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Thread: Need consignment advice

  1. #1
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    Need consignment advice

    I tried posting this once, and then got an error. So if this shows up twice, my apologies.

    I am looking into selling some of my dyed fabric on consignment in our local Quilt Shop. What is a reasonable consignment percentage?

    I am also looking into teaching a sewing class at this same local Quilt Shop, using my dyed fabric. Should the consignment percentage be applied to fabric I am bringing in just for the class? What about to my original pattern, which is not being sold in the shop?

    And lastly, they want to offer a student discount for anything in the shop. Should this apply to my fabric on consignment as well?

    Seems like I will have to take what I need to get out of the purchase + consignment percentage + student discount in case most of the fabric ends up being sold to students. All of a sudden, my fabric seems expensive.

    Any thought would be appreciated.

  2. #2
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    I think you have a lot of questions for the quilt shop. Make sure you are clear on all of the details. It is great that you are thinking this though before jumping in. Around here the consignment % seems to be 40% for the shop.

  3. #3
    Member Shana's Avatar
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    If it looks like the item would be priced too high, you might look at renting counter space instead of a consignment rate per item. Cause there is no point in trying to sell $10 fabric for $14 to cover the consignment fee.

    I did this with an antique store several years ago. I rented 2 square feet of counter space with a vertical space of 18 inches. It cost me $40 per month. I could put as many items in that area that I could fit comfortable with out it looking messy. If an item sold, I could come in and replace it with a new one. The store got an additional 25 cents for each item sold as a transaction fee to cover the cost of their employee. By the time I added in the monthly rental fee and the transaction fees they were getting about 20% of the money I was making. A much better rate than the traditional consignment fee. They liked it because they got money every month no matter if something sold or not.

    Just a thought

  4. #4
    Senior Member rush88888's Avatar
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    discounts are usually not given on consignment items. you could include the cost of the fabric as part of the class fee, but it is best to take all of these questions to the owner of the shop.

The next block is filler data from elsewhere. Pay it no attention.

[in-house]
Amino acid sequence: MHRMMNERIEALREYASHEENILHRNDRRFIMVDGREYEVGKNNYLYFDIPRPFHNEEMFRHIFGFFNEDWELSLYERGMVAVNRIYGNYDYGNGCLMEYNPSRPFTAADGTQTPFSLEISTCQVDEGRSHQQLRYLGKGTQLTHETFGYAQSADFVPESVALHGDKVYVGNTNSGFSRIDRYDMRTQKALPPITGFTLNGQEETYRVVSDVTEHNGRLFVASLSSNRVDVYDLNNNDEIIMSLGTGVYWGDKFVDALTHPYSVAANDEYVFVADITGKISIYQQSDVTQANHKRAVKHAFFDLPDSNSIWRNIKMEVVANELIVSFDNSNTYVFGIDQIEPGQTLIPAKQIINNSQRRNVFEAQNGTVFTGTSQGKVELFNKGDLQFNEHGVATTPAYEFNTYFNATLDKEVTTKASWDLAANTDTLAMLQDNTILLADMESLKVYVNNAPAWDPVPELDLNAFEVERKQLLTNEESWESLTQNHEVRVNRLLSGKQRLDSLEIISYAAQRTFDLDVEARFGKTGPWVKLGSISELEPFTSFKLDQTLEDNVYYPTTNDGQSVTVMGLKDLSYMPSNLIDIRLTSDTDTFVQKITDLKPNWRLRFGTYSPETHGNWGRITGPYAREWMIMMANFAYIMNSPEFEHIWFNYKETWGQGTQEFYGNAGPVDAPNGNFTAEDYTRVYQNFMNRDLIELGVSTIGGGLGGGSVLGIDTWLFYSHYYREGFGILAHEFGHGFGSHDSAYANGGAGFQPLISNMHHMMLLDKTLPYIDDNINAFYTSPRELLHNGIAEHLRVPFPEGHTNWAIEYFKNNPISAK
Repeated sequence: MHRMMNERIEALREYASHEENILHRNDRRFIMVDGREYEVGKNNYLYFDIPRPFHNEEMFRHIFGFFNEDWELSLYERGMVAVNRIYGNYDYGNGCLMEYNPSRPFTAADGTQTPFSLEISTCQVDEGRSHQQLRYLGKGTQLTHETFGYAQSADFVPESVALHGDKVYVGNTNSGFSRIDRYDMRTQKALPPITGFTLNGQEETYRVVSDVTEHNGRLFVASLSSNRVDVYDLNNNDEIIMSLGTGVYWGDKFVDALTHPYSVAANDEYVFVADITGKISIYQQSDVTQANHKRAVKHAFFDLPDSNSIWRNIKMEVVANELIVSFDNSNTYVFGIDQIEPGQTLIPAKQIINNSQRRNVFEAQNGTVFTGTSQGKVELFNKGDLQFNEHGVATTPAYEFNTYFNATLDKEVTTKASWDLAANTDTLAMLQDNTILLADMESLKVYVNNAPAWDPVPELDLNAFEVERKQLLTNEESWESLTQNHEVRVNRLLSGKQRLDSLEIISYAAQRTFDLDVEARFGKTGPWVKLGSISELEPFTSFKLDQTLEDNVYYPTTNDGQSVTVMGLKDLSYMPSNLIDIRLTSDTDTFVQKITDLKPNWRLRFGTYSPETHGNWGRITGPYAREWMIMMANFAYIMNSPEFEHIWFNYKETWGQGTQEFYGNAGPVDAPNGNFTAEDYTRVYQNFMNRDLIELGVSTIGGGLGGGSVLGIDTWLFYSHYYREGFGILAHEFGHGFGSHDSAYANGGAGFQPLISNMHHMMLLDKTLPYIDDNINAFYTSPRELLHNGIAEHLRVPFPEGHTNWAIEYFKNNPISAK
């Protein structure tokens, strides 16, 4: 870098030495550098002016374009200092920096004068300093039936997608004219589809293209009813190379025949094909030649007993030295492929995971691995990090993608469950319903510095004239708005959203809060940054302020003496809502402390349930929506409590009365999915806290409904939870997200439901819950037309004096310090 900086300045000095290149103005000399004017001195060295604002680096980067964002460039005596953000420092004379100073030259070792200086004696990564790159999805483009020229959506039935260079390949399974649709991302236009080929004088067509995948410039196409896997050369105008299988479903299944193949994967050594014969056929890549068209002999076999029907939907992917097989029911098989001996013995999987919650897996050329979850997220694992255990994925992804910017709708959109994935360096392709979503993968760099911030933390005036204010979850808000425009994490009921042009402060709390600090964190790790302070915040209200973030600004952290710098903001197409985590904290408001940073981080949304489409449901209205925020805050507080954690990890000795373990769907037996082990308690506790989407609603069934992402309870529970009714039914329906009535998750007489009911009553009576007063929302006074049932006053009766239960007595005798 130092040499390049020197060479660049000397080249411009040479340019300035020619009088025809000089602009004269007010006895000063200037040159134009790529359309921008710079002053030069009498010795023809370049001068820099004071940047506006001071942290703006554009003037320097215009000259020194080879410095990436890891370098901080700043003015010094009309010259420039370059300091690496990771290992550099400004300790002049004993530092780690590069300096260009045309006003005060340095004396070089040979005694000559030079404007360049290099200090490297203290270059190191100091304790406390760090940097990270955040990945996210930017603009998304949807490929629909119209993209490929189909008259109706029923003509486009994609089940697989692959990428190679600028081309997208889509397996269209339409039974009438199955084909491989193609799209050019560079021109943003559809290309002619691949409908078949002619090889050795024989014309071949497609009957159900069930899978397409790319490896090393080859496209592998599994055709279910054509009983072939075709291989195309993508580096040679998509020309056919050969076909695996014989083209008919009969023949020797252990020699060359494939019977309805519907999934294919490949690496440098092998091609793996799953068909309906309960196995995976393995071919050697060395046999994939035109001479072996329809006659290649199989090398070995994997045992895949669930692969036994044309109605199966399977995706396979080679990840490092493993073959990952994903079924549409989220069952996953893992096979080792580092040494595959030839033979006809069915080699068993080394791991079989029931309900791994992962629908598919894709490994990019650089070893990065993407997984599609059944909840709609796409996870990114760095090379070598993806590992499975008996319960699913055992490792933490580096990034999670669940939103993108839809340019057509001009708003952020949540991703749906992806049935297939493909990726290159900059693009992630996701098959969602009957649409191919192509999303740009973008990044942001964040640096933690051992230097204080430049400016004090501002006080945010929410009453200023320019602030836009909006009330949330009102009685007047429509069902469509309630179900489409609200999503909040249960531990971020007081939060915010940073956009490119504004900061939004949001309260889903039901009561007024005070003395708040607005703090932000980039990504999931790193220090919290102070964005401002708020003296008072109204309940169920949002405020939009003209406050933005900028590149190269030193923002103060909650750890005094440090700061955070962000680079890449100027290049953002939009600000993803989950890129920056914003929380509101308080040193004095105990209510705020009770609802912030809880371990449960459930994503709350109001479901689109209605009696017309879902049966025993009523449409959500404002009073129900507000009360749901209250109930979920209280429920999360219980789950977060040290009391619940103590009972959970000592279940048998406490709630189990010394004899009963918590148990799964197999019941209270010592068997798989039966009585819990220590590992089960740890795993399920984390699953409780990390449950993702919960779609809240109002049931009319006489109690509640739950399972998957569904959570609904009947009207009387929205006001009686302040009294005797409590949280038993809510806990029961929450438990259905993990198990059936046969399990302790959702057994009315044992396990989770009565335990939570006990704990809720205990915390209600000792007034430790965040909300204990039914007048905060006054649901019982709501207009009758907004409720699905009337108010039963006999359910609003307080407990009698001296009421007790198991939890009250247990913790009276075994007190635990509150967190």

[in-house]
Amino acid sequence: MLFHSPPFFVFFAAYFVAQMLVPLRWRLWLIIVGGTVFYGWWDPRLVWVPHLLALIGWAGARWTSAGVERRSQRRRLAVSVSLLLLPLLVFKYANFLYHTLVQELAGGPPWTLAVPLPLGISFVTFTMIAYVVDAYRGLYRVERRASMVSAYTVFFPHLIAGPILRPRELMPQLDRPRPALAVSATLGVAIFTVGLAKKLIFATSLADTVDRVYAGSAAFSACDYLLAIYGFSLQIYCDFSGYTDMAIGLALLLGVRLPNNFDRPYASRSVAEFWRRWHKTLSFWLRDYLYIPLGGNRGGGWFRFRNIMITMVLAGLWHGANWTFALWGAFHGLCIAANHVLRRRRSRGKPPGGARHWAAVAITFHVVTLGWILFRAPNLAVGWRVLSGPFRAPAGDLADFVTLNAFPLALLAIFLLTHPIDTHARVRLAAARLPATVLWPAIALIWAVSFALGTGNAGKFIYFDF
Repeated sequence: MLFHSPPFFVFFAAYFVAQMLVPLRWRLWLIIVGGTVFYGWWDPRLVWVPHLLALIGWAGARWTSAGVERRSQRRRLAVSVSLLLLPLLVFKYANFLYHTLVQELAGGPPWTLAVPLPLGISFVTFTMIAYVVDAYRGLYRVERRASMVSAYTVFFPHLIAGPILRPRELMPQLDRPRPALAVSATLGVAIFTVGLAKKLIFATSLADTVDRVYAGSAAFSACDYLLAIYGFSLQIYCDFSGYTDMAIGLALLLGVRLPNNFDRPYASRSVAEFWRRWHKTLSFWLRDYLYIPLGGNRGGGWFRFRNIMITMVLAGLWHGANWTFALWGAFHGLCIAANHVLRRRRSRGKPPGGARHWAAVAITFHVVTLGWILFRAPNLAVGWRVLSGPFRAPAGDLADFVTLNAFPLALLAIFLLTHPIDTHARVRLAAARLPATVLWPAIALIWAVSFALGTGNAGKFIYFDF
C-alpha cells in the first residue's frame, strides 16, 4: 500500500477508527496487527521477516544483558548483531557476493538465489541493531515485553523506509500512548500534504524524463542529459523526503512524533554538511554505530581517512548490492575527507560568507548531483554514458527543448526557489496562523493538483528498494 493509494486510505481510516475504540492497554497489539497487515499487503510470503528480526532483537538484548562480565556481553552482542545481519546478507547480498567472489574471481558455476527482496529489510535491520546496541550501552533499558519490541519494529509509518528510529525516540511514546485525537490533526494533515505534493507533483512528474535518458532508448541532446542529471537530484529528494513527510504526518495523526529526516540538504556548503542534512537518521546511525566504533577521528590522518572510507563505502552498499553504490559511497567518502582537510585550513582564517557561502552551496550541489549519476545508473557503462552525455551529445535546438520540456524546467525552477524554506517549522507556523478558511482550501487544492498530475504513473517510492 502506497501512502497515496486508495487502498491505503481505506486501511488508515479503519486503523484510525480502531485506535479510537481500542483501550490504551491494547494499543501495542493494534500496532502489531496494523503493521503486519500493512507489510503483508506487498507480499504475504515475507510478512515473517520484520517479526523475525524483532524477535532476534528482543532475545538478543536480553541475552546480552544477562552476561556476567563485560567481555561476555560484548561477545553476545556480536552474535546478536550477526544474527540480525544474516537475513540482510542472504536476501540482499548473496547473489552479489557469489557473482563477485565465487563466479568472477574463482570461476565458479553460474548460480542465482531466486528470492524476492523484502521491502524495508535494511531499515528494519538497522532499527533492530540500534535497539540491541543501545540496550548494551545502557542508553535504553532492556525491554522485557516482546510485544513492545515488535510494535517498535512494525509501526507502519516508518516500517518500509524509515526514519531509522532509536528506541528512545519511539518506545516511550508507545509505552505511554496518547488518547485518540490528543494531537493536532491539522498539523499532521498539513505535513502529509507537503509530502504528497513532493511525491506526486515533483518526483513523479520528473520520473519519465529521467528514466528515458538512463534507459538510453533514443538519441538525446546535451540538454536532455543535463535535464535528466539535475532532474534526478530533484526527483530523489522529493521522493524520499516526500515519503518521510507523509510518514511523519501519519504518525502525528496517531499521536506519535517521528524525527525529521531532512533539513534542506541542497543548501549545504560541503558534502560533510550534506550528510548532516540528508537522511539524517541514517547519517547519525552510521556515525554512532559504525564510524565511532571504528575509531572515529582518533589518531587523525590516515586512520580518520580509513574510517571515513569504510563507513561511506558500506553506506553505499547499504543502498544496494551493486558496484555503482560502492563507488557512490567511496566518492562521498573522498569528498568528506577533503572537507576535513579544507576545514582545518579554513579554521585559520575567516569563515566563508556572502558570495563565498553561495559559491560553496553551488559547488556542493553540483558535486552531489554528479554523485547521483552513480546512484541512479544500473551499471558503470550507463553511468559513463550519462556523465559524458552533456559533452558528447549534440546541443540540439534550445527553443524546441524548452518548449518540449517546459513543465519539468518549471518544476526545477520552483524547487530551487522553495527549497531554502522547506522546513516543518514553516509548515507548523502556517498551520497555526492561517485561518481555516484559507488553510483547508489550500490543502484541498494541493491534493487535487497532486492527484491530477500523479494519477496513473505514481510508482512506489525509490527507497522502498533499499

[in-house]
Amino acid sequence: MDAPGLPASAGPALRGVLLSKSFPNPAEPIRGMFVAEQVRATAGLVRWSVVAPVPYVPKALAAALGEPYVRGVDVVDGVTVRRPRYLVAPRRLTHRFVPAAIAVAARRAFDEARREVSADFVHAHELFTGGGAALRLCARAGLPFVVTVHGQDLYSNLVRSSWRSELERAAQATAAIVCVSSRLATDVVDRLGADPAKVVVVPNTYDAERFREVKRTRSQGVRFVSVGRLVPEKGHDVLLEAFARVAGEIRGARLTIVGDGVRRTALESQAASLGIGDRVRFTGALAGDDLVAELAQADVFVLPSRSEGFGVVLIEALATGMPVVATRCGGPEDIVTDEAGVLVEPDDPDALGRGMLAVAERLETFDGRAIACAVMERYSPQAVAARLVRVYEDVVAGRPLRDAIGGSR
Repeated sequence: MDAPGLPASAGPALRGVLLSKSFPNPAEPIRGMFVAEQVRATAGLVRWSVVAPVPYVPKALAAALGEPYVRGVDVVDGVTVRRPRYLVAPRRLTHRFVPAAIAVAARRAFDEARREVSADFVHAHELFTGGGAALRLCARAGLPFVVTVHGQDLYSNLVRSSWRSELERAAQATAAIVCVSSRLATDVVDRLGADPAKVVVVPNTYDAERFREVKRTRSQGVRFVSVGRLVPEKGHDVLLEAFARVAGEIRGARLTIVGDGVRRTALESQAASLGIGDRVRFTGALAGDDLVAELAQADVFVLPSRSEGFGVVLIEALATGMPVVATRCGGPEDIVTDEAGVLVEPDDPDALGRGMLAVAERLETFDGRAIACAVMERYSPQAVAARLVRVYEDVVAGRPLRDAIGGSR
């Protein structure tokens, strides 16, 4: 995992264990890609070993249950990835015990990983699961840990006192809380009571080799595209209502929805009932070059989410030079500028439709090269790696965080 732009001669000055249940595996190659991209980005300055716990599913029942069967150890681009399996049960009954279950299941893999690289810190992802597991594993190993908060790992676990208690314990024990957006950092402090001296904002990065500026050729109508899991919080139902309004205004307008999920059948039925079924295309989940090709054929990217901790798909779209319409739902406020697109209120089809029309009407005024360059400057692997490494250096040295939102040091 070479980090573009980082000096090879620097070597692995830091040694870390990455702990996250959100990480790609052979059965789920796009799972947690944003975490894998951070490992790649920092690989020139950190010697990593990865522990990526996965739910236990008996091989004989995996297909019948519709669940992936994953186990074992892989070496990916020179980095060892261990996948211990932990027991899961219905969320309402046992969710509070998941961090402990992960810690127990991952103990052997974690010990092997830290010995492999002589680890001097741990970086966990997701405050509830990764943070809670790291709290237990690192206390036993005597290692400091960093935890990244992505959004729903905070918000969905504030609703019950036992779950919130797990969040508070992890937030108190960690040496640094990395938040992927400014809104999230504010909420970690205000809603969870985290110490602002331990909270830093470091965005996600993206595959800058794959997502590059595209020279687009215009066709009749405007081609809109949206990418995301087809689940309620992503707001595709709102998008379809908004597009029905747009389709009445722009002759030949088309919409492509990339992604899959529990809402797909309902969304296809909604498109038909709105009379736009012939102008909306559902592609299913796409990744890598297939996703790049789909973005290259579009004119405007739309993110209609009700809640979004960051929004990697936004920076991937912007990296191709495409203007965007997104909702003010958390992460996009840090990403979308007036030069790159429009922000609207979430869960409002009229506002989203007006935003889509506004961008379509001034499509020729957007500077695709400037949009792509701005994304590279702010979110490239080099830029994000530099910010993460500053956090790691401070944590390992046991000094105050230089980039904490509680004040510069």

5. #5
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    I have been talking to the shop - I needed advice about whether other shops are doing the same thing. I have taken classes before, but not at a shop and not with something the teacher was selling.

    I agree that adding all the fees may just price my fabric out of the market.

    I like the idea of maybe just renting space. But that does not get me out of having to add a bunch of fees to the class kit.

  6. #6
    Super Member mom-6's Avatar
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    Did you find out what the consignment fee for your shop would be?

    A consignment fee of 40% is much closer to wholesaleing the product than putting it on consignment. The consignment fees I'm familiar with have been in the 15% to 25% range.
    legendarycandles.com
    Just discovered I qualify for FABLE (Fabric Acquired Beyond Life Expectancy)

  7. #7
    Super Member ghostrider's Avatar
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    I agree with 40% as the typical consignment fee, but have seen it go as high as 60% or as low as 25%.
    The Earth without art is just "Eh".

  8. #8
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    The consignment fee is 25%. And the class discount is 10%.

    What kills me is that the shop wants both of those to apply to the kit fee.

    To me, the consignment fee covers taking up space in the shop and the logistics of making the sale. I had been thinking the kit fee goes directly to me for fabric that I bring in for the class, and my original design. I don't think the consignment or class discount should apply to that.

    The shop is new, which is why I am asking for opinions. They don't have a firm policy set up yet. I questioned the fees and haven't received an answer yet.

    They have stated the class discount doesn't apply to sewing machines. Do those normally get sold on a consignment type deal?

  9. #9
    Super Member Lori S's Avatar
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    A shop typically doubles the price they pay for merchandise. I think they would have the same expectation from you. You could negotiate a lower but be aware of what they mark up goods from other sources.

  10. #10
    Member Shana's Avatar
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    Who ever is creating and supplying the kit should get to fee for it. It sounds like they need a reality check...

    The few classes I have looked at doing where the teacher was selling something involved with the class, the LQS got a percentage of the total sales..but nothing like 40%. usually 10 or 15% because they know they are going to pick up sales from the class either in fabric or notions.

    You are helping them promote their new business and draw in new customers. Your deal should reflect that idea.

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